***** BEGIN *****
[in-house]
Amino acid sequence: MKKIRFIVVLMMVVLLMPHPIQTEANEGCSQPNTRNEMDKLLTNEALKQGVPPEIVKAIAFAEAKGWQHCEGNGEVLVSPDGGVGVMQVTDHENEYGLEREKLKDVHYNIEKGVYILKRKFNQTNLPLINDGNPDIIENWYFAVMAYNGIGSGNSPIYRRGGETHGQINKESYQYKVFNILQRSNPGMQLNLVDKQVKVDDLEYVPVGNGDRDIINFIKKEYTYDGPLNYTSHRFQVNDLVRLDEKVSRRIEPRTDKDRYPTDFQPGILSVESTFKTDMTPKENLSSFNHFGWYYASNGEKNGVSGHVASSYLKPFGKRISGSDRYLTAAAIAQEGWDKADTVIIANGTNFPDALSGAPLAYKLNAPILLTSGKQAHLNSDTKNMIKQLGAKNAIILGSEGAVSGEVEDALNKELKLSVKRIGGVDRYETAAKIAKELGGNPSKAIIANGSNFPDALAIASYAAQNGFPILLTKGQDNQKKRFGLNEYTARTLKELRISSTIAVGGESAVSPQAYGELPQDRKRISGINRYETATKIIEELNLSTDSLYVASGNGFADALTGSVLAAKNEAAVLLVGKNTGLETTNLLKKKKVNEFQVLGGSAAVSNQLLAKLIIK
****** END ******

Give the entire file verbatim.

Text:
[in-house]
Amino acid sequence: MKKIRFIVVLMMVVLLMPHPIQTEANEGCSQPNTRNEMDKLLTNEALKQGVPPEIVKAIAFAEAKGWQHCEGNGEVLVSPDGGVGVMQVTDHENEYGLEREKLKDVHYNIEKGVYILKRKFNQTNLPLINDGNPDIIENWYFAVMAYNGIGSGNSPIYRRGGETHGQINKESYQYKVFNILQRSNPGMQLNLVDKQVKVDDLEYVPVGNGDRDIINFIKKEYTYDGPLNYTSHRFQVNDLVRLDEKVSRRIEPRTDKDRYPTDFQPGILSVESTFKTDMTPKENLSSFNHFGWYYASNGEKNGVSGHVASSYLKPFGKRISGSDRYLTAAAIAQEGWDKADTVIIANGTNFPDALSGAPLAYKLNAPILLTSGKQAHLNSDTKNMIKQLGAKNAIILGSEGAVSGEVEDALNKELKLSVKRIGGVDRYETAAKIAKELGGNPSKAIIANGSNFPDALAIASYAAQNGFPILLTKGQDNQKKRFGLNEYTARTLKELRISSTIAVGGESAVSPQAYGELPQDRKRISGINRYETATKIIEELNLSTDSLYVASGNGFADALTGSVLAAKNEAAVLLVGKNTGLETTNLLKKKKVNEFQVLGGSAAVSNQLLAKLIIK